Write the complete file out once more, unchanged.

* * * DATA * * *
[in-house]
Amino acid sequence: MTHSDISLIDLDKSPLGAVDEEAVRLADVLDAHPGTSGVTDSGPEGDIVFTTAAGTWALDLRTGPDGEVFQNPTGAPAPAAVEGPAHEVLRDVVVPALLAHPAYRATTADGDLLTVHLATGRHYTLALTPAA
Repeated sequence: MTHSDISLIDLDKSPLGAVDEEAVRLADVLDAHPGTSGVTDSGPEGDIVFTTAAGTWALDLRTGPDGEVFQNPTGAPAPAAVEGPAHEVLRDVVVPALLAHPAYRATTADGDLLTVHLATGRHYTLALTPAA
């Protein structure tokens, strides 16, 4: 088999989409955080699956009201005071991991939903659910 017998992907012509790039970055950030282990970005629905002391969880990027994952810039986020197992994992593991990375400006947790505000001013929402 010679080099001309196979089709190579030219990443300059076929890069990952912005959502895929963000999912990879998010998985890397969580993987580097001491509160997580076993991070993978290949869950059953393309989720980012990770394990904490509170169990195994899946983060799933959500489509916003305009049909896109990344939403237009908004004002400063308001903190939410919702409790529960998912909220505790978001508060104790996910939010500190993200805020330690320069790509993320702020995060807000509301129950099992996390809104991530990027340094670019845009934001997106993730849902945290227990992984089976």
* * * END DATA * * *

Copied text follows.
[in-house]
Amino acid sequence: MTHSDISLIDLDKSPLGAVDEEAVRLADVLDAHPGTSGVTDSGPEGDIVFTTAAGTWALDLRTGPDGEVFQNPTGAPAPAAVEGPAHEVLRDVVVPALLAHPAYRATTADGDLLTVHLATGRHYTLALTPAA
Repeated sequence: MTHSDISLIDLDKSPLGAVDEEAVRLADVLDAHPGTSGVTDSGPEGDIVFTTAAGTWALDLRTGPDGEVFQNPTGAPAPAAVEGPAHEVLRDVVVPALLAHPAYRATTADGDLLTVHLATGRHYTLALTPAA
């Protein structure tokens, strides 16, 4: 088999989409955080699956009201005071991991939903659910 017998992907012509790039970055950030282990970005629905002391969880990027994952810039986020197992994992593991990375400006947790505000001013929402 010679080099001309196979089709190579030219990443300059076929890069990952912005959502895929963000999912990879998010998985890397969580993987580097001491509160997580076993991070993978290949869950059953393309989720980012990770394990904490509170169990195994899946983060799933959500489509916003305009049909896109990344939403237009908004004002400063308001903190939410919702409790529960998912909220505790978001508060104790996910939010500190993200805020330690320069790509993320702020995060807000509301129950099992996390809104991530990027340094670019845009934001997106993730849902945290227990992984089976």